CIMA’S DITCHING of its membership of the CCAB, the body that represents the UK institutes, is the latest in a long line of problems flagging up diverging interests within the profession.
The Consultative Committee of Accountancy Bodies should present the UK’s profession as one. Unfortunately the CCAB, which is meant to represent a united front for the UK accounting profession, has too often highlighted its schisms.
In 2005 the CCAB was near collapse post-failed ICAEW/CIPFA merger. ICAS and the ICAEW had stored between themselves such bad blood that the CCAB seemed unlikely to continue, with then ICAEW chief Eric Anstee talking of “realigning” its funding of the body.
The issue was resolved, and the CCAB bodies held hands to stick up for changes to ‘work in progress’ accounting rules that threatened cashflow in firms.
The CCAB has also worked together around money laundering rules guidance (as opposed to ‘how to launder money’, of course), and tried to get the term “accountant” recognized in law – which failed.
And…that’s about it, publicly anyway. The meetings between the chiefs and presidents of the institutes (ICAEW, ICAS, CIPFA, ACCA, ICAI and CIMA) remain under the radar.
To say that CIMA thinks the body has become irrelevant in general is perhaps a bit too far. But not by much. CIMA itself talks of the body’s “diminishing relevance” to its members.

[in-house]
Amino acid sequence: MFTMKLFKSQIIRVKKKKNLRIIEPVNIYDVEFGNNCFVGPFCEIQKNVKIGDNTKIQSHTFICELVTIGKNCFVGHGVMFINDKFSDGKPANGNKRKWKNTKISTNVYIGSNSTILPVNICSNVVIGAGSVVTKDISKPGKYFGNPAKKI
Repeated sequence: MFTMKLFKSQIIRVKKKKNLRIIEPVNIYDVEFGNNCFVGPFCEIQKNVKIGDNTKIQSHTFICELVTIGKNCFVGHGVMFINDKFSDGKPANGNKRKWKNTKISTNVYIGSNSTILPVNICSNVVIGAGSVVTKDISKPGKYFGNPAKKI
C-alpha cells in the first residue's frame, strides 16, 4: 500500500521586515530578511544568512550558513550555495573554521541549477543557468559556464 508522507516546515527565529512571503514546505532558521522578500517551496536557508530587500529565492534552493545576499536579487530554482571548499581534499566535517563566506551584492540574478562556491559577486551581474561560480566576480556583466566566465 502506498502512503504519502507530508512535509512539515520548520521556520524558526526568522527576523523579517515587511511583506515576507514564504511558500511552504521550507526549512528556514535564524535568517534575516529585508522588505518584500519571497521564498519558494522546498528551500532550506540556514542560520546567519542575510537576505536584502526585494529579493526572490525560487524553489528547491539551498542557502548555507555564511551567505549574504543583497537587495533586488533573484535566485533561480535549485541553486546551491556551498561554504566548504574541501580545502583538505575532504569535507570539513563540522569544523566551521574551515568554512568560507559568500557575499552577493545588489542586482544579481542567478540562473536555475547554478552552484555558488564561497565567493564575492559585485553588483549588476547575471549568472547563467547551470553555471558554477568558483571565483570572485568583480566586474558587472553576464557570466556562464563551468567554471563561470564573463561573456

CIMA is pushing the global finance chief route. That’s the most senior part of its membership, and to whom other members aspire. To justify its existence it believes that’s where it must focus its lobbying power. The CCAB, it argues, is too focused on audit.
So does that make the CCAB irrelevant altogether??
Well CIMA’s move certainly does it no favours, and it could be argued that the institutes get together on so few issues that it hardly seems worth it anyway.
Ironically the term ‘CCAB’ is well recognised within statute, so lawmakers will have to get out their correction fluid.
The only way for the institutes to truly have a single voice is through a single institute, and that seems farther away than ever.
The CCAB, or whatever it decides to call itself going forward, will no doubt speak up when it needs to.
But representing such a divergent audience, it seems as if the CCAB will always highlight differences in the profession rather than consensus. And as an accountant in business, practice or the thrid sector within those institutes, you’re unlikely to get the sum being greater than its parts.
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